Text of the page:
According to the Journal, Henrik Fisker "said he pitched the Karma to Mr. Gore at an event hosted by KPCB last year, and that the former vice president almost immediately submitted a down payment for the car." Al Gore was one of the early big-name Democrats to jump on board the Obama bandwagon and has remained closely tied to the administration. Did he unethically (or illegally) use his connections to help secure the Fisker loan? Or the Silver Spring loan? Do these not deserve at least passing scrutiny? After all, half-a-billion here, half-a-billion there, pretty soon you're talking about real money.
Gore can afford the $90K price tag for a Karma out of pocket change, thanks to his newfound wealth. Fisker will use part of its newfound wealth to buy up some former General Motors facilities to begin building the Karma in the United States, thus helping silence critics who have pointed out the lunacy of taking money from a bankrupt American economy to give to a foreign manufacturer of luxury cars for the super rich. Fisker says it can bring the price of a U.S.-made Karma down to $40,000 per unit when it gets production up to higher volume. Which means it still will be way out of reach of the average family budget, not that there would be serious demand for the 5,000 pound car that has an optimal battery range of fifty miles (though promoters say a 2.2-liter GM Ecotec engine will power a generator to keep enough current flowing to add 250 more miles).
Gore's suspect profiteering in the Silver Spring and Fisker deals are but the tip of the iceberg and pale in comparison to the tens of billions to be made by Gore and his partners at KPCB, Capricorn Investment Group LLC, Generation Investment Management, and Goldman Sachs in the sale of carbon credits in a global cap-and-trade regime. Al Gore is the rainmaker they are banking on and the upcoming Copenhagen summit is the stage where they hope he will deliver the climactic performance that will "Seal the Deal" for a global UN climate-change treaty.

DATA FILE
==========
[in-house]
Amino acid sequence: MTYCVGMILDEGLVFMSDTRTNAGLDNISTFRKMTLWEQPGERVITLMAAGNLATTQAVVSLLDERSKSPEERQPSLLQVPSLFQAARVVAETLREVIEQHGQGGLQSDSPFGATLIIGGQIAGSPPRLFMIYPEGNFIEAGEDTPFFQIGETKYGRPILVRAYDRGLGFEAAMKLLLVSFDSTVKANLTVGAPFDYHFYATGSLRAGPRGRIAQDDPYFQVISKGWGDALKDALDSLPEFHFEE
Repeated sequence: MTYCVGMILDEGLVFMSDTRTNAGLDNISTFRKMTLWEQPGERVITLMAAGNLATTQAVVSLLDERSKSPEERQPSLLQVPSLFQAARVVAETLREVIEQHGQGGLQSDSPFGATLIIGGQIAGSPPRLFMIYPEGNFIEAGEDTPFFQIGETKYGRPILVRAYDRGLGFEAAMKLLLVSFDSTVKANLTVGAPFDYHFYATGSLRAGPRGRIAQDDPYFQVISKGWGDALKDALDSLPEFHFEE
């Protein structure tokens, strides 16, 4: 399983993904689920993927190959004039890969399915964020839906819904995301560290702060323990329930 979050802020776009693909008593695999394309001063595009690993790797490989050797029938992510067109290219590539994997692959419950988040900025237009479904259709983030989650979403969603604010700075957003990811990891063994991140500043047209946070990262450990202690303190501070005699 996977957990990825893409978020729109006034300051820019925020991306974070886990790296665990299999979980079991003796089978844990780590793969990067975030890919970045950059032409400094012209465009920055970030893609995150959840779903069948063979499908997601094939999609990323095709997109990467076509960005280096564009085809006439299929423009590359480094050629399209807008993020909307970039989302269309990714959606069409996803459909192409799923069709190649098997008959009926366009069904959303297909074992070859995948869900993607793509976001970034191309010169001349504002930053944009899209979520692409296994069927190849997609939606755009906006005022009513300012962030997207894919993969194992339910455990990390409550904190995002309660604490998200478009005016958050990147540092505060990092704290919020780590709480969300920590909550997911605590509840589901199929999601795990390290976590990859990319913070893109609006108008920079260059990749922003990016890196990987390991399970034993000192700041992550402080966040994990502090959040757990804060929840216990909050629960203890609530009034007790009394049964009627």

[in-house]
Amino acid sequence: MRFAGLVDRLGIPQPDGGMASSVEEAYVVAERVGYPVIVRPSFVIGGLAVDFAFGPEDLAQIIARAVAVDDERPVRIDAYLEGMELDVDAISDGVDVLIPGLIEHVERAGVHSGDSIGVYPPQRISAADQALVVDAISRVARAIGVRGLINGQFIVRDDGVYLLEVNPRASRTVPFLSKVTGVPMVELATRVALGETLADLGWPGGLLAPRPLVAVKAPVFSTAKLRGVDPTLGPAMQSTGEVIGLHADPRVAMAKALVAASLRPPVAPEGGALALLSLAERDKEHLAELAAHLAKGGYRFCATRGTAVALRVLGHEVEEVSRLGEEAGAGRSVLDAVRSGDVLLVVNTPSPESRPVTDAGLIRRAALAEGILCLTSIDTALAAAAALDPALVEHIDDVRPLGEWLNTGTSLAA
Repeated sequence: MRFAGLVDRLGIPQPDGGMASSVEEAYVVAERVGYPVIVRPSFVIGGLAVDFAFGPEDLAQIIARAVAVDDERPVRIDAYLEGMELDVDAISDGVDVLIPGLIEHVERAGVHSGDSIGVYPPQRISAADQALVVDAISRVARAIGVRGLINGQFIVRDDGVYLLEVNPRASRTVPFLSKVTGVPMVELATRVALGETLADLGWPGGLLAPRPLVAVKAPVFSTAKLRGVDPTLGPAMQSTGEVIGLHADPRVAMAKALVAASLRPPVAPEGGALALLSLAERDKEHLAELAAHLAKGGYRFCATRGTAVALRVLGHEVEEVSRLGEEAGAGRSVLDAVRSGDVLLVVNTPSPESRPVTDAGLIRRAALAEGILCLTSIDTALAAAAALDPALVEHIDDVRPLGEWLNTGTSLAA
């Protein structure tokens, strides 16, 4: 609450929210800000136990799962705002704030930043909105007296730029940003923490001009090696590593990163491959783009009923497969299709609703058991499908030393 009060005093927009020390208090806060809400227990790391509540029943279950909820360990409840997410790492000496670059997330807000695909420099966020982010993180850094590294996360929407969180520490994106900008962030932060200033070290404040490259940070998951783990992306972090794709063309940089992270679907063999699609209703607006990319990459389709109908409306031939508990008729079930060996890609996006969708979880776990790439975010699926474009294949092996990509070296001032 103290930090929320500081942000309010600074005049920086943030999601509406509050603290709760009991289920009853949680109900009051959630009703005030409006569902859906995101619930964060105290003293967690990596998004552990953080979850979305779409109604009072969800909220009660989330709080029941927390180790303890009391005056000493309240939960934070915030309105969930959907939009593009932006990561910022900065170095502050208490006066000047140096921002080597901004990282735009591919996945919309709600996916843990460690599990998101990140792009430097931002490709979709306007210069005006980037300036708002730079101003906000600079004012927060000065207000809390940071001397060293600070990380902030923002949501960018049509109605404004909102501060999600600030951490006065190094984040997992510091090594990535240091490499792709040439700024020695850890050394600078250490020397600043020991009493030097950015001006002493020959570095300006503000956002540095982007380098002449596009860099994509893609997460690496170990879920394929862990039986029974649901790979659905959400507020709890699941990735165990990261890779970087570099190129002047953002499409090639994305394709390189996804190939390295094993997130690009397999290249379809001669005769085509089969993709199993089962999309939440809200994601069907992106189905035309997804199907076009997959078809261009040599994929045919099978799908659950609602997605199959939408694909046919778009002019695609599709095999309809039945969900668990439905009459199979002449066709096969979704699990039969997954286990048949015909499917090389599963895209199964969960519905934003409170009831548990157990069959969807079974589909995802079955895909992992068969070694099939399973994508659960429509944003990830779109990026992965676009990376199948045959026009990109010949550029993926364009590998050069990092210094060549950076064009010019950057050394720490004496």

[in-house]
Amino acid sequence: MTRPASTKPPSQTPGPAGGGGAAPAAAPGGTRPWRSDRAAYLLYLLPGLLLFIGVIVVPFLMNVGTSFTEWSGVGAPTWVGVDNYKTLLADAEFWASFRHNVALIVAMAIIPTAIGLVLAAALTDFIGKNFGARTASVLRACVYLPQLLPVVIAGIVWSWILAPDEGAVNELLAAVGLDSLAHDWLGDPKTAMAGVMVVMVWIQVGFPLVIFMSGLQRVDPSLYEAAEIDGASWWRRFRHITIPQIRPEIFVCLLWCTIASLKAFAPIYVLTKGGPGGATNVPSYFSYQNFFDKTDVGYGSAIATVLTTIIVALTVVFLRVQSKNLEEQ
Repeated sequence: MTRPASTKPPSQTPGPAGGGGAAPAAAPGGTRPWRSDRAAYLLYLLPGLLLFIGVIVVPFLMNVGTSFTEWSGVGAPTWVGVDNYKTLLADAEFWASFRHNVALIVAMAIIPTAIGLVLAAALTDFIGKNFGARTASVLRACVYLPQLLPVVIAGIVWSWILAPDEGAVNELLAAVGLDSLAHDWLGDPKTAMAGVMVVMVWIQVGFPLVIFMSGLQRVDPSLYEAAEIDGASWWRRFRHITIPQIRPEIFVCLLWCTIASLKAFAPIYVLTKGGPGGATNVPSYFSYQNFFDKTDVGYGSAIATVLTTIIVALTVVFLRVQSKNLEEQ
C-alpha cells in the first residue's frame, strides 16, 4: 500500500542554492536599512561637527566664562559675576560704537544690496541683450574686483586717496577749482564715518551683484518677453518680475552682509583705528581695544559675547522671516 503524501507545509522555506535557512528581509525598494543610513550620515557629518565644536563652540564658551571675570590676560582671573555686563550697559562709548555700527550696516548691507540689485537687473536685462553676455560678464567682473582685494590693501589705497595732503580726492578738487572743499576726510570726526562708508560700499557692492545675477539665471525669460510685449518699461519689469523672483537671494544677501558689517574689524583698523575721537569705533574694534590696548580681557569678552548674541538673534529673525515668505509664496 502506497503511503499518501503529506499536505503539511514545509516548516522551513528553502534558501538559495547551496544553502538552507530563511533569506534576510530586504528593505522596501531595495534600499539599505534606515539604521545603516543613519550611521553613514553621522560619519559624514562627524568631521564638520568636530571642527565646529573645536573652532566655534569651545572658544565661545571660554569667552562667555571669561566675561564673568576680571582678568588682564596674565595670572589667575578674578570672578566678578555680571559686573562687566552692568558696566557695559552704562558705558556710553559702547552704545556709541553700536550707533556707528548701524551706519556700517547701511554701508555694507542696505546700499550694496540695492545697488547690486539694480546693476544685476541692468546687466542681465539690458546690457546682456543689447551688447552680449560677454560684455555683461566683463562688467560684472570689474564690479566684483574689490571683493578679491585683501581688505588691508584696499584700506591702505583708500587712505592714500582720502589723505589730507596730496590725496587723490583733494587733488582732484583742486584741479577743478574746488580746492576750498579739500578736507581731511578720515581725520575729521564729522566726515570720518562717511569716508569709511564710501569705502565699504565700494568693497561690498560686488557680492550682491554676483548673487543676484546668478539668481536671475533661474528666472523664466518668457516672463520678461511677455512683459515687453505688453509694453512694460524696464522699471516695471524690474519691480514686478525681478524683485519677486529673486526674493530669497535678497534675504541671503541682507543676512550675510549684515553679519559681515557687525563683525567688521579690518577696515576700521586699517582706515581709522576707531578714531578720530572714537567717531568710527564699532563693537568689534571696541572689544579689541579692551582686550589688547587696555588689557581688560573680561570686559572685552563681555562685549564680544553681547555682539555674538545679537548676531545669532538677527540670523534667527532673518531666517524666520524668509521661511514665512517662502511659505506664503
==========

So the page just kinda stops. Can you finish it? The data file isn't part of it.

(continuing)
Media lap dogs fail to bark
The New York Times, San Francisco Chronicle, CNN, CBS, NBC, Huffington Post, and other organs of the establishment media cartel that have been all over Sarah Palin and other conservatives for alleged conflicts of interest seem to find nothing even worth investigating in the massive scandal that has developed around Gore's political lobbying and financial operations. All too typical is this Times puff piece from November 2, "Gore's Dual Role: Advocate and Investor."
"Mr. Gore is not a lobbyist," the Times declares, "and he has never asked Congress or the administration for an earmark or policy decision that would directly benefit one of his investments." The Times does not tell us how it knows this and offers no proof to substantiate the claim, but it does go on to tell us "he has been a tireless advocate for policies that would move the country away from the use of coal and oil."
To accentuate it's unquestioning faith in Gore and dispose of lingering questions, the Times piece concludes with Gore's indignant retort to Rep. Marsha Blackburn:
"And, Congresswoman," he added, "if you believe that the reason I have been working on this issue for 30 years is because of greed, you don't know me."
Many of the Times imitators have copied this tactic, quoting Gore's arrogant non-answer to Rep. Blackburn's legitimate inquiry as if it were as self-evidently dispositive as a citation from Holy Writ. Gore does have a point, and this writer would be the first to acknowledge that it is unlikely that greed is the only motivation (or even the primary motivation) of the sainted Oscar-winning, Emmy-winning Nobel Laureate. The Earth-saving, jet-setting Gore (whose Tennessee mansion has a "carbon footprint" 20 times that of the average American family) is a collectivist ideologue who gives every indication of being in the green game for power and prestige as much as (or more than) for the money. He and his fellow globalists want to "transform" the world, to remake it to their own desires. The green path is their road not only to pelf, but also to power.
Photo: AP Images